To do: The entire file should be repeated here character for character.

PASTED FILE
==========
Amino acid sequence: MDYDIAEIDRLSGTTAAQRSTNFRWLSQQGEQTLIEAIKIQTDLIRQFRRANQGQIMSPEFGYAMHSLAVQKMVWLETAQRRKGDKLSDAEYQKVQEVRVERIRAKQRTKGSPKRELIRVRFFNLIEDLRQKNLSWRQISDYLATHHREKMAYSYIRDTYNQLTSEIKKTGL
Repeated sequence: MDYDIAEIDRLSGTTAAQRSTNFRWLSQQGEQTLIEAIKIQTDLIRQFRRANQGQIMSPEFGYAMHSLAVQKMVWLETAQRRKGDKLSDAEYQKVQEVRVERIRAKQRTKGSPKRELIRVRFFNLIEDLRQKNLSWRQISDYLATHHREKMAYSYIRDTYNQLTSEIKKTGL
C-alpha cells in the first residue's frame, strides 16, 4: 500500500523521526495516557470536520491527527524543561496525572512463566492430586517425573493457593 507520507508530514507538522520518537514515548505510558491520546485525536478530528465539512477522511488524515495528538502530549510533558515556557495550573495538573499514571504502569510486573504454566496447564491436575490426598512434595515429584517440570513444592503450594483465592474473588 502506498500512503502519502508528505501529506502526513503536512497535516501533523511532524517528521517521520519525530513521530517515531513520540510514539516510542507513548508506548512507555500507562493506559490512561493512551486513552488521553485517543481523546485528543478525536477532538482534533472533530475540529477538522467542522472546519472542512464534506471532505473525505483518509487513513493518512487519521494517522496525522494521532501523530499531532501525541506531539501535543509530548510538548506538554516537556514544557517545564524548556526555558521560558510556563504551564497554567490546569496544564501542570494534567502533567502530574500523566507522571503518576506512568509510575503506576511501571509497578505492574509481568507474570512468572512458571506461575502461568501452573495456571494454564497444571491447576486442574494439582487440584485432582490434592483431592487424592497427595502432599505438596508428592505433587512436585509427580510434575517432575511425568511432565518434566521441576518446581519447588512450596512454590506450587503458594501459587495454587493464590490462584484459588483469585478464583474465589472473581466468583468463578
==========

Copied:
Amino acid sequence: MDYDIAEIDRLSGTTAAQRSTNFRWLSQQGEQTLIEAIKIQTDLIRQFRRANQGQIMSPEFGYAMHSLAVQKMVWLETAQRRKGDKLSDAEYQKVQEVRVERIRAKQRTKGSPKRELIRVRFFNLIEDLRQKNLSWRQISDYLATHHREKMAYSYIRDTYNQLTSEIKKTGL
Repeated sequence: MDYDIAEIDRLSGTTAAQRSTNFRWLSQQGEQTLIEAIKIQTDLIRQFRRANQGQIMSPEFGYAMHSLAVQKMVWLETAQRRKGDKLSDAEYQKVQEVRVERIRAKQRTKGSPKRELIRVRFFNLIEDLRQKNLSWRQISDYLATHHREKMAYSYIRDTYNQLTSEIKKTGL
C-alpha cells in the first residue's frame, strides 16, 4: 500500500523521526495516557470536520491527527524543561496525572512463566492430586517425573493457593 507520507508530514507538522520518537514515548505510558491520546485525536478530528465539512477522511488524515495528538502530549510533558515556557495550573495538573499514571504502569510486573504454566496447564491436575490426598512434595515429584517440570513444592503450594483465592474473588 502506498500512503502519502508528505501529506502526513503536512497535516501533523511532524517528521517521520519525530513521530517515531513520540510514539516510542507513548508506548512507555500507562493506559490512561493512551486513552488521553485517543481523546485528543478525536477532538482534533472533530475540529477538522467542522472546519472542512464534506471532505473525505483518509487513513493518512487519521494517522496525522494521532501523530499531532501525541506531539501535543509530548510538548506538554516537556514544557517545564524548556526555558521560558510556563504551564497554567490546569496544564501542570494534567502533567502530574500523566507522571503518576506512568509510575503506576511501571509497578505492574509481568507474570512468572512458571506461575502461568501452573495456571494454564497444571491447576486442574494439582487440584485432582490434592483431592487424592497427595502432599505438596508428592505433587512436585509427580510434575517432575511425568511432565518434566521441576518446581519447588512450596512454590506450587503458594501459587495454587493464590490462584484459588483469585478464583474465589472473581466468583468463578